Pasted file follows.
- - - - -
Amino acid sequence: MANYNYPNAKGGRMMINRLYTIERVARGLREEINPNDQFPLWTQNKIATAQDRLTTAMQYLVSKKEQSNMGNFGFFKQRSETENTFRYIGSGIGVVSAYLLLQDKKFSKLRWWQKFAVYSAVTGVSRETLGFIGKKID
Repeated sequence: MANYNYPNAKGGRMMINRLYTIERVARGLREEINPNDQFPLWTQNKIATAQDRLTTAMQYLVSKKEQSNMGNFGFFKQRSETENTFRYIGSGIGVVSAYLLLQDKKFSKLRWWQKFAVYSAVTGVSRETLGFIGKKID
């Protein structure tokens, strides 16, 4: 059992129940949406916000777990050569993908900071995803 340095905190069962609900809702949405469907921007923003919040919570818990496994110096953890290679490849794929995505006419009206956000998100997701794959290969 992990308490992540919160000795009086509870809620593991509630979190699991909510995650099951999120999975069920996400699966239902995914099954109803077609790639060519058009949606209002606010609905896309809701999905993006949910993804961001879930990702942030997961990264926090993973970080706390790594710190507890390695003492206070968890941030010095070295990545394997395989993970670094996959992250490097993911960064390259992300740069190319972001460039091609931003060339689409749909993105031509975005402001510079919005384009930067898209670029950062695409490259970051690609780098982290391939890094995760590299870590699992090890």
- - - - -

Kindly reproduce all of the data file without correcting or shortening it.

Amino acid sequence: MANYNYPNAKGGRMMINRLYTIERVARGLREEINPNDQFPLWTQNKIATAQDRLTTAMQYLVSKKEQSNMGNFGFFKQRSETENTFRYIGSGIGVVSAYLLLQDKKFSKLRWWQKFAVYSAVTGVSRETLGFIGKKID
Repeated sequence: MANYNYPNAKGGRMMINRLYTIERVARGLREEINPNDQFPLWTQNKIATAQDRLTTAMQYLVSKKEQSNMGNFGFFKQRSETENTFRYIGSGIGVVSAYLLLQDKKFSKLRWWQKFAVYSAVTGVSRETLGFIGKKID
């Protein structure tokens, strides 16, 4: 059992129940949406916000777990050569993908900071995803 340095905190069962609900809702949405469907921007923003919040919570818990496994110096953890290679490849794929995505006419009206956000998100997701794959290969 992990308490992540919160000795009086509870809620593991509630979190699991909510995650099951999120999975069920996400699966239902995914099954109803077609790639060519058009949606209002606010609905896309809701999905993006949910993804961001879930990702942030997961990264926090993973970080706390790594710190507890390695003492206070968890941030010095070295990545394997395989993970670094996959992250490097993911960064390259992300740069190319972001460039091609931003060339689409749909993105031509975005402001510079919005384009930067898209670029950062695409490259970051690609780098982290391939890094995760590299870590699992090890």